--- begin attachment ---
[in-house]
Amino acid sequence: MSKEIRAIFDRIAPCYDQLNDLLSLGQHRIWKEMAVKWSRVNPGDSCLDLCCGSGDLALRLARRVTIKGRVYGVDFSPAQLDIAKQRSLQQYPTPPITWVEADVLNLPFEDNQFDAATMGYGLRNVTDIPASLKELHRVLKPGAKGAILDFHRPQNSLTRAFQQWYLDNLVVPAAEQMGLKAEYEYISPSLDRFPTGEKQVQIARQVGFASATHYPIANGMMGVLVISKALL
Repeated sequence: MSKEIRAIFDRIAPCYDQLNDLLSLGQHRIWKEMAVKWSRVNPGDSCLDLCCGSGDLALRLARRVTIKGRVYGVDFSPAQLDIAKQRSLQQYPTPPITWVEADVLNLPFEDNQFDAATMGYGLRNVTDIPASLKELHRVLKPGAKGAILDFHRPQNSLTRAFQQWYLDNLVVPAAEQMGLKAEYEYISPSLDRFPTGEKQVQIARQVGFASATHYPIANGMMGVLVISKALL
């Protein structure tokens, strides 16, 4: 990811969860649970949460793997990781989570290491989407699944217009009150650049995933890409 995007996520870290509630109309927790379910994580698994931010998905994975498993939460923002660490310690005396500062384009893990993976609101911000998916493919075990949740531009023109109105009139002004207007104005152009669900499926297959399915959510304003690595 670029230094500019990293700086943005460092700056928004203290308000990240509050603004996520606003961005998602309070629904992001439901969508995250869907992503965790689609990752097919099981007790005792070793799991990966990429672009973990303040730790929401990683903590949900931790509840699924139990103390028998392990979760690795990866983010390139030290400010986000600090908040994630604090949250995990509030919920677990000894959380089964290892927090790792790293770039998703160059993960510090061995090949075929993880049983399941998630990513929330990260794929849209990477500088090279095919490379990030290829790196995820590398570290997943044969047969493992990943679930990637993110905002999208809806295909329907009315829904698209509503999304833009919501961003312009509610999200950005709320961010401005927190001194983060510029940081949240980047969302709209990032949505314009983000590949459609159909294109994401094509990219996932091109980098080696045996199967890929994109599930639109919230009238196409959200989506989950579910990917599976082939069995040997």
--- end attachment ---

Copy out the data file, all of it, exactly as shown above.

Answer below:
[in-house]
Amino acid sequence: MSKEIRAIFDRIAPCYDQLNDLLSLGQHRIWKEMAVKWSRVNPGDSCLDLCCGSGDLALRLARRVTIKGRVYGVDFSPAQLDIAKQRSLQQYPTPPITWVEADVLNLPFEDNQFDAATMGYGLRNVTDIPASLKELHRVLKPGAKGAILDFHRPQNSLTRAFQQWYLDNLVVPAAEQMGLKAEYEYISPSLDRFPTGEKQVQIARQVGFASATHYPIANGMMGVLVISKALL
Repeated sequence: MSKEIRAIFDRIAPCYDQLNDLLSLGQHRIWKEMAVKWSRVNPGDSCLDLCCGSGDLALRLARRVTIKGRVYGVDFSPAQLDIAKQRSLQQYPTPPITWVEADVLNLPFEDNQFDAATMGYGLRNVTDIPASLKELHRVLKPGAKGAILDFHRPQNSLTRAFQQWYLDNLVVPAAEQMGLKAEYEYISPSLDRFPTGEKQVQIARQVGFASATHYPIANGMMGVLVISKALL
């Protein structure tokens, strides 16, 4: 990811969860649970949460793997990781989570290491989407699944217009009150650049995933890409 995007996520870290509630109309927790379910994580698994931010998905994975498993939460923002660490310690005396500062384009893990993976609101911000998916493919075990949740531009023109109105009139002004207007104005152009669900499926297959399915959510304003690595 670029230094500019990293700086943005460092700056928004203290308000990240509050603004996520606003961005998602309070629904992001439901969508995250869907992503965790689609990752097919099981007790005792070793799991990966990429672009973990303040730790929401990683903590949900931790509840699924139990103390028998392990979760690795990866983010390139030290400010986000600090908040994630604090949250995990509030919920677990000894959380089964290892927090790792790293770039998703160059993960510090061995090949075929993880049983399941998630990513929330990260794929849209990477500088090279095919490379990030290829790196995820590398570290997943044969047969493992990943679930990637993110905002999208809806295909329907009315829904698209509503999304833009919501961003312009509610999200950005709320961010401005927190001194983060510029940081949240980047969302709209990032949505314009983000590949459609159909294109994401094509990219996932091109980098080696045996199967890929994109599930639109919230009238196409959200989506989950579910990917599976082939069995040997």